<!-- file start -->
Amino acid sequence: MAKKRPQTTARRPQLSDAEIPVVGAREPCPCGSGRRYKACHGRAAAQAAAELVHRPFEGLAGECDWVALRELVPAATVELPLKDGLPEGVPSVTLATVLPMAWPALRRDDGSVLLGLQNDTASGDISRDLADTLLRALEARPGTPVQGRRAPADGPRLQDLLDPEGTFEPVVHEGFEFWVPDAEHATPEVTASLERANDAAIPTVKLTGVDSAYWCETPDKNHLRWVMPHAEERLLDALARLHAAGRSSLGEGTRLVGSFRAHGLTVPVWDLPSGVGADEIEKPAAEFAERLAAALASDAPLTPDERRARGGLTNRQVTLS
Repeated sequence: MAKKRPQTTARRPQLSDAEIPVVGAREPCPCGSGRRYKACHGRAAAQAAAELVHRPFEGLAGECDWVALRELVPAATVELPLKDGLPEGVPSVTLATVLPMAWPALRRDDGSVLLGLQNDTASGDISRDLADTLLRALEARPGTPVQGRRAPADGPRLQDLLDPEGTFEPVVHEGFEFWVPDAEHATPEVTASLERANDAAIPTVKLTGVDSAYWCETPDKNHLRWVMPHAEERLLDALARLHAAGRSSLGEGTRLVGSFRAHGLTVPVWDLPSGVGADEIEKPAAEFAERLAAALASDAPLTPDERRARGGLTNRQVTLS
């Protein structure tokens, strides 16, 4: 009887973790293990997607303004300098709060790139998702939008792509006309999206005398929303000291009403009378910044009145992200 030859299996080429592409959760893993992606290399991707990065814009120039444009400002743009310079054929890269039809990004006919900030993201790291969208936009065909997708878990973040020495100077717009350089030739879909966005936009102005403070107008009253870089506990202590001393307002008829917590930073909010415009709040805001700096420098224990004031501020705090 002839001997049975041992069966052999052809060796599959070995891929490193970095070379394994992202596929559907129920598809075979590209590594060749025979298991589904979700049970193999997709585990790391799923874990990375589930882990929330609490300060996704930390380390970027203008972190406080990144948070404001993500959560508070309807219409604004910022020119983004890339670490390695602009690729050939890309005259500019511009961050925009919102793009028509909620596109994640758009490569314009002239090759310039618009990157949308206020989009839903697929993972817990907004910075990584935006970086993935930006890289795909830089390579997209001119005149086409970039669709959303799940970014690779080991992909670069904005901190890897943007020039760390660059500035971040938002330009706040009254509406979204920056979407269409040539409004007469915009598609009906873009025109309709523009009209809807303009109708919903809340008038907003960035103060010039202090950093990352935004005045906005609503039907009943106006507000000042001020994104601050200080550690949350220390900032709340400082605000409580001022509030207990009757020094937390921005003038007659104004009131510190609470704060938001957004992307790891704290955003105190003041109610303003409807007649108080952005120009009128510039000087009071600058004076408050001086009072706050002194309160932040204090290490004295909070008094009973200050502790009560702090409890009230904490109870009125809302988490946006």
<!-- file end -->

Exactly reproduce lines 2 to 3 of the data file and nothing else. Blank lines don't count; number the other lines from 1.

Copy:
Repeated sequence: MAKKRPQTTARRPQLSDAEIPVVGAREPCPCGSGRRYKACHGRAAAQAAAELVHRPFEGLAGECDWVALRELVPAATVELPLKDGLPEGVPSVTLATVLPMAWPALRRDDGSVLLGLQNDTASGDISRDLADTLLRALEARPGTPVQGRRAPADGPRLQDLLDPEGTFEPVVHEGFEFWVPDAEHATPEVTASLERANDAAIPTVKLTGVDSAYWCETPDKNHLRWVMPHAEERLLDALARLHAAGRSSLGEGTRLVGSFRAHGLTVPVWDLPSGVGADEIEKPAAEFAERLAAALASDAPLTPDERRARGGLTNRQVTLS
């Protein structure tokens, strides 16, 4: 009887973790293990997607303004300098709060790139998702939008792509006309999206005398929303000291009403009378910044009145992200 030859299996080429592409959760893993992606290399991707990065814009120039444009400002743009310079054929890269039809990004006919900030993201790291969208936009065909997708878990973040020495100077717009350089030739879909966005936009102005403070107008009253870089506990202590001393307002008829917590930073909010415009709040805001700096420098224990004031501020705090 002839001997049975041992069966052999052809060796599959070995891929490193970095070379394994992202596929559907129920598809075979590209590594060749025979298991589904979700049970193999997709585990790391799923874990990375589930882990929330609490300060996704930390380390970027203008972190406080990144948070404001993500959560508070309807219409604004910022020119983004890339670490390695602009690729050939890309005259500019511009961050925009919102793009028509909620596109994640758009490569314009002239090759310039618009990157949308206020989009839903697929993972817990907004910075990584935006970086993935930006890289795909830089390579997209001119005149086409970039669709959303799940970014690779080991992909670069904005901190890897943007020039760390660059500035971040938002330009706040009254509406979204920056979407269409040539409004007469915009598609009906873009025109309709523009009209809807303009109708919903809340008038907003960035103060010039202090950093990352935004005045906005609503039907009943106006507000000042001020994104601050200080550690949350220390900032709340400082605000409580001022509030207990009757020094937390921005003038007659104004009131510190609470704060938001957004992307790891704290955003105190003041109610303003409807007649108080952005120009009128510039000087009071600058004076408050001086009072706050002194309160932040204090290490004295909070008094009973200050502790009560702090409890009230904490109870009125809302988490946006």